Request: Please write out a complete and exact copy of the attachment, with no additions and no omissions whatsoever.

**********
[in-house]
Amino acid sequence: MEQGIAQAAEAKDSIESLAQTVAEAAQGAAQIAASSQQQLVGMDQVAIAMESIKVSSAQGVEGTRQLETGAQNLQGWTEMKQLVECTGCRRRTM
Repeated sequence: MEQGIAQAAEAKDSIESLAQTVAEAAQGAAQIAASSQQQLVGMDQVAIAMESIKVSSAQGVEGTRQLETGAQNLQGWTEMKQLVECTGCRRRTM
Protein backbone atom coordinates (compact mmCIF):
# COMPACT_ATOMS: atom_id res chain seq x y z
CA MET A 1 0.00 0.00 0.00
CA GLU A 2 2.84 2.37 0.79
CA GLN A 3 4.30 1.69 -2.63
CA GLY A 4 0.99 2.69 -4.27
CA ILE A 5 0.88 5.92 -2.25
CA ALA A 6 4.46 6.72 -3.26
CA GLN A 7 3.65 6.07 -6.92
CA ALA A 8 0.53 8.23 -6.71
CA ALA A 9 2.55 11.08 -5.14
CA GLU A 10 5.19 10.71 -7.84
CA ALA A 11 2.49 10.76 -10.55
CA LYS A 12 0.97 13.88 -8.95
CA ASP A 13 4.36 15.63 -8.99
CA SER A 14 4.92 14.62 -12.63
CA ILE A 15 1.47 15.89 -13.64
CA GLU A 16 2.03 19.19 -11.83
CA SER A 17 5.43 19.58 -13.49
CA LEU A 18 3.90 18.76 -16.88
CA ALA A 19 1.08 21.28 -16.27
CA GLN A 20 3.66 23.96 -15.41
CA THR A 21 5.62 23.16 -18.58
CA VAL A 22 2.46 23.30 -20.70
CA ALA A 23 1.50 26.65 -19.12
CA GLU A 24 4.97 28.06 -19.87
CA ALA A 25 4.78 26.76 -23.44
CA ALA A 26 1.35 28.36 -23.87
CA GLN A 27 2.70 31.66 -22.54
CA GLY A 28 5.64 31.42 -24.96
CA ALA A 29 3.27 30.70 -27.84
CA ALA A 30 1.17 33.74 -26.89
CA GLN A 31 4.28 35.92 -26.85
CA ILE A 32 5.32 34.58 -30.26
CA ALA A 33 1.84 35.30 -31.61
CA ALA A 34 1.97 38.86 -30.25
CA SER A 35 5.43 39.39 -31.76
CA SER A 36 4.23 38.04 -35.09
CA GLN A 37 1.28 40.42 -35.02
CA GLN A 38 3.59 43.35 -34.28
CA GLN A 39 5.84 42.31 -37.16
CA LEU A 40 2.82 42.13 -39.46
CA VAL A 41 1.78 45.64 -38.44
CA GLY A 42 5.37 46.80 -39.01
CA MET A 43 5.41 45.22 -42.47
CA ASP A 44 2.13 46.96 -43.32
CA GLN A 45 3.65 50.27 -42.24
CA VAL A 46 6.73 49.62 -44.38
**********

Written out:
[in-house]
Amino acid sequence: MEQGIAQAAEAKDSIESLAQTVAEAAQGAAQIAASSQQQLVGMDQVAIAMESIKVSSAQGVEGTRQLETGAQNLQGWTEMKQLVECTGCRRRTM
Repeated sequence: MEQGIAQAAEAKDSIESLAQTVAEAAQGAAQIAASSQQQLVGMDQVAIAMESIKVSSAQGVEGTRQLETGAQNLQGWTEMKQLVECTGCRRRTM
Protein backbone atom coordinates (compact mmCIF):
# COMPACT_ATOMS: atom_id res chain seq x y z
CA MET A 1 0.00 0.00 0.00
CA GLU A 2 2.84 2.37 0.79
CA GLN A 3 4.30 1.69 -2.63
CA GLY A 4 0.99 2.69 -4.27
CA ILE A 5 0.88 5.92 -2.25
CA ALA A 6 4.46 6.72 -3.26
CA GLN A 7 3.65 6.07 -6.92
CA ALA A 8 0.53 8.23 -6.71
CA ALA A 9 2.55 11.08 -5.14
CA GLU A 10 5.19 10.71 -7.84
CA ALA A 11 2.49 10.76 -10.55
CA LYS A 12 0.97 13.88 -8.95
CA ASP A 13 4.36 15.63 -8.99
CA SER A 14 4.92 14.62 -12.63
CA ILE A 15 1.47 15.89 -13.64
CA GLU A 16 2.03 19.19 -11.83
CA SER A 17 5.43 19.58 -13.49
CA LEU A 18 3.90 18.76 -16.88
CA ALA A 19 1.08 21.28 -16.27
CA GLN A 20 3.66 23.96 -15.41
CA THR A 21 5.62 23.16 -18.58
CA VAL A 22 2.46 23.30 -20.70
CA ALA A 23 1.50 26.65 -19.12
CA GLU A 24 4.97 28.06 -19.87
CA ALA A 25 4.78 26.76 -23.44
CA ALA A 26 1.35 28.36 -23.87
CA GLN A 27 2.70 31.66 -22.54
CA GLY A 28 5.64 31.42 -24.96
CA ALA A 29 3.27 30.70 -27.84
CA ALA A 30 1.17 33.74 -26.89
CA GLN A 31 4.28 35.92 -26.85
CA ILE A 32 5.32 34.58 -30.26
CA ALA A 33 1.84 35.30 -31.61
CA ALA A 34 1.97 38.86 -30.25
CA SER A 35 5.43 39.39 -31.76
CA SER A 36 4.23 38.04 -35.09
CA GLN A 37 1.28 40.42 -35.02
CA GLN A 38 3.59 43.35 -34.28
CA GLN A 39 5.84 42.31 -37.16
CA LEU A 40 2.82 42.13 -39.46
CA VAL A 41 1.78 45.64 -38.44
CA GLY A 42 5.37 46.80 -39.01
CA MET A 43 5.41 45.22 -42.47
CA ASP A 44 2.13 46.96 -43.32
CA GLN A 45 3.65 50.27 -42.24
CA VAL A 46 6.73 49.62 -44.38